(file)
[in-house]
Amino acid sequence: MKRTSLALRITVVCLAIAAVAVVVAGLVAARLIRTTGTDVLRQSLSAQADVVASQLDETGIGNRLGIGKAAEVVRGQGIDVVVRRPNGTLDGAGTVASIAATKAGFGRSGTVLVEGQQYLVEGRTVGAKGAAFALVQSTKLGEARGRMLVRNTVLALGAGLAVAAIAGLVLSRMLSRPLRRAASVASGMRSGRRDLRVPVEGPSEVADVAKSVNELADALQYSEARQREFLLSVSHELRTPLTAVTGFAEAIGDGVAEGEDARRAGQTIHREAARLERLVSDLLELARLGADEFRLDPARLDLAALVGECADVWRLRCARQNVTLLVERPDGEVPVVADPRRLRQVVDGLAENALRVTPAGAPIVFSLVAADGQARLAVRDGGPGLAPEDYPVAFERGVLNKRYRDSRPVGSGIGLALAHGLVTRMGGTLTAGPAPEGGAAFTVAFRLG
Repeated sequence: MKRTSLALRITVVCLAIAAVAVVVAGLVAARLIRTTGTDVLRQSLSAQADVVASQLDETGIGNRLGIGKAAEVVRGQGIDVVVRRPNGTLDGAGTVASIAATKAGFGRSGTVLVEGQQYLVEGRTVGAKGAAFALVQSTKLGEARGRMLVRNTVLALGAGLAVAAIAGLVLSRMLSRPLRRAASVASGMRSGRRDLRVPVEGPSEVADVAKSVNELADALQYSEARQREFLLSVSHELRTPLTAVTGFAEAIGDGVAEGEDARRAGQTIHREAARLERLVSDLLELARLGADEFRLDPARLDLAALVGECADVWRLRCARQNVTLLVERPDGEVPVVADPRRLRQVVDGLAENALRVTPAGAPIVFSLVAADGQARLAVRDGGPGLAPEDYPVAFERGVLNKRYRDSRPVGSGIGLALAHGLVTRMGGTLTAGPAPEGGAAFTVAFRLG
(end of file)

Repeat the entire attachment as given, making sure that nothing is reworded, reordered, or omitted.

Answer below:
[in-house]
Amino acid sequence: MKRTSLALRITVVCLAIAAVAVVVAGLVAARLIRTTGTDVLRQSLSAQADVVASQLDETGIGNRLGIGKAAEVVRGQGIDVVVRRPNGTLDGAGTVASIAATKAGFGRSGTVLVEGQQYLVEGRTVGAKGAAFALVQSTKLGEARGRMLVRNTVLALGAGLAVAAIAGLVLSRMLSRPLRRAASVASGMRSGRRDLRVPVEGPSEVADVAKSVNELADALQYSEARQREFLLSVSHELRTPLTAVTGFAEAIGDGVAEGEDARRAGQTIHREAARLERLVSDLLELARLGADEFRLDPARLDLAALVGECADVWRLRCARQNVTLLVERPDGEVPVVADPRRLRQVVDGLAENALRVTPAGAPIVFSLVAADGQARLAVRDGGPGLAPEDYPVAFERGVLNKRYRDSRPVGSGIGLALAHGLVTRMGGTLTAGPAPEGGAAFTVAFRLG
Repeated sequence: MKRTSLALRITVVCLAIAAVAVVVAGLVAARLIRTTGTDVLRQSLSAQADVVASQLDETGIGNRLGIGKAAEVVRGQGIDVVVRRPNGTLDGAGTVASIAATKAGFGRSGTVLVEGQQYLVEGRTVGAKGAAFALVQSTKLGEARGRMLVRNTVLALGAGLAVAAIAGLVLSRMLSRPLRRAASVASGMRSGRRDLRVPVEGPSEVADVAKSVNELADALQYSEARQREFLLSVSHELRTPLTAVTGFAEAIGDGVAEGEDARRAGQTIHREAARLERLVSDLLELARLGADEFRLDPARLDLAALVGECADVWRLRCARQNVTLLVERPDGEVPVVADPRRLRQVVDGLAENALRVTPAGAPIVFSLVAADGQARLAVRDGGPGLAPEDYPVAFERGVLNKRYRDSRPVGSGIGLALAHGLVTRMGGTLTAGPAPEGGAAFTVAFRLG